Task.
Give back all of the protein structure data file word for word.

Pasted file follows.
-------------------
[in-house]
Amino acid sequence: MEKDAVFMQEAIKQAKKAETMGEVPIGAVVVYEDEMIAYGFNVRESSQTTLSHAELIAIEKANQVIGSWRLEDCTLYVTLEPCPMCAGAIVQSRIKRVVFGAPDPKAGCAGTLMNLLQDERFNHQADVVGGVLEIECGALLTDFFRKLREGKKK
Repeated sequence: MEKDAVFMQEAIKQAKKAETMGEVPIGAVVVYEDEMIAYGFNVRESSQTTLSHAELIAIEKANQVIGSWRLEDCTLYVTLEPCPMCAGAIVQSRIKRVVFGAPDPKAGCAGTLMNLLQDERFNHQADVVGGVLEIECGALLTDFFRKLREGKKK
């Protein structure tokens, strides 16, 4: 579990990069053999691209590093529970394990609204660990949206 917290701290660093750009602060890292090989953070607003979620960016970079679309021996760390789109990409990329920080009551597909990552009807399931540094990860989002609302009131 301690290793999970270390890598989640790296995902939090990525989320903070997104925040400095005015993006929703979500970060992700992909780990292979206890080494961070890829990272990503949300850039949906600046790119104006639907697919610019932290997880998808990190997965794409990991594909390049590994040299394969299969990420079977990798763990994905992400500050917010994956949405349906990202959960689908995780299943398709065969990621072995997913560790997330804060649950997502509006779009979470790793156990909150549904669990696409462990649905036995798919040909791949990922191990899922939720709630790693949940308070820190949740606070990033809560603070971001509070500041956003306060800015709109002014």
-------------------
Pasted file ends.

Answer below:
[in-house]
Amino acid sequence: MEKDAVFMQEAIKQAKKAETMGEVPIGAVVVYEDEMIAYGFNVRESSQTTLSHAELIAIEKANQVIGSWRLEDCTLYVTLEPCPMCAGAIVQSRIKRVVFGAPDPKAGCAGTLMNLLQDERFNHQADVVGGVLEIECGALLTDFFRKLREGKKK
Repeated sequence: MEKDAVFMQEAIKQAKKAETMGEVPIGAVVVYEDEMIAYGFNVRESSQTTLSHAELIAIEKANQVIGSWRLEDCTLYVTLEPCPMCAGAIVQSRIKRVVFGAPDPKAGCAGTLMNLLQDERFNHQADVVGGVLEIECGALLTDFFRKLREGKKK
């Protein structure tokens, strides 16, 4: 579990990069053999691209590093529970394990609204660990949206 917290701290660093750009602060890292090989953070607003979620960016970079679309021996760390789109990409990329920080009551597909990552009807399931540094990860989002609302009131 301690290793999970270390890598989640790296995902939090990525989320903070997104925040400095005015993006929703979500970060992700992909780990292979206890080494961070890829990272990503949300850039949906600046790119104006639907697919610019932290997880998808990190997965794409990991594909390049590994040299394969299969990420079977990798763990994905992400500050917010994956949405349906990202959960689908995780299943398709065969990621072995997913560790997330804060649950997502509006779009979470790793156990909150549904669990696409462990649905036995798919040909791949990922191990899922939720709630790693949940308070820190949740606070990033809560603070971001509070500041956003306060800015709109002014």